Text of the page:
Wyoming was one of the last states to ratify an official state flag. In 1916 an open competition was held by Wyoming's DAR (Daugters of the American Revolution) for the design of an official Wyoming flag. Verna Keays won the $20 first-place prize (from amidst thirty-seven entries) with her design of a bison (Wyoming's state animal) with the state seal branded at its center. Her design was made official by legislature in 1917.
In Verna's original design, the bison faced away from the staff as a symbol of the freedom with which the bison had once roamed over the Wyoming plains. Dr. Grace Raymond Hebard (state regent for the DAR at the time), felt the design would be more balanced with the bison facing the staff. The first flags were printed this way, and though Wyoming legislation has not officially recognized this change, Wyoming flags have been printed with the bison facing the staff since 1917.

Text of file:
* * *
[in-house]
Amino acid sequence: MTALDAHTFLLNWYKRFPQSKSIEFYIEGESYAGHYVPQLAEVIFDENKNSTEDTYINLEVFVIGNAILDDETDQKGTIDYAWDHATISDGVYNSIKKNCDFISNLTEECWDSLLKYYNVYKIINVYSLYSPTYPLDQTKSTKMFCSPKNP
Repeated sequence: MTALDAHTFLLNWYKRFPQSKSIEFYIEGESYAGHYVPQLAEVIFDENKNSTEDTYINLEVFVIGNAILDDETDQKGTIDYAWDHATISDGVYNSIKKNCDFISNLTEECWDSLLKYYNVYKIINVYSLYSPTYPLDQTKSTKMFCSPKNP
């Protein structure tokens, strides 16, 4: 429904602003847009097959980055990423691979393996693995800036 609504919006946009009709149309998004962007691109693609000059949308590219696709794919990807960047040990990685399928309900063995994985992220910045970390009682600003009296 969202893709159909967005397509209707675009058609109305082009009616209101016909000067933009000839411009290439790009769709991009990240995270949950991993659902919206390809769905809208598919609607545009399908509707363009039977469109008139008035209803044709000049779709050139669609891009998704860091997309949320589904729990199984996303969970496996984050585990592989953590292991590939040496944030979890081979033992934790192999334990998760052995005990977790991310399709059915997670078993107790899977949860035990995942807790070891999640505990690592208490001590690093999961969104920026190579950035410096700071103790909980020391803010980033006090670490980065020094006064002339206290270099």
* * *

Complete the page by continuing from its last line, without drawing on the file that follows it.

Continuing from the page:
The red, white, and blue colors of the state flag are the same as those of the national flag. The red on the border is a symbol of the Indians who inhabited Wyoming long before settlers came, and also represents the blood of pioneers who gave their lives to claim the soil. White is a symbol for the purity and uprightness of Wyoming. Blue is for Wyoming's sky and mountains, and is also a symbol of fidelity, justice and virility. Read about the symbols on Wyoming's state seal.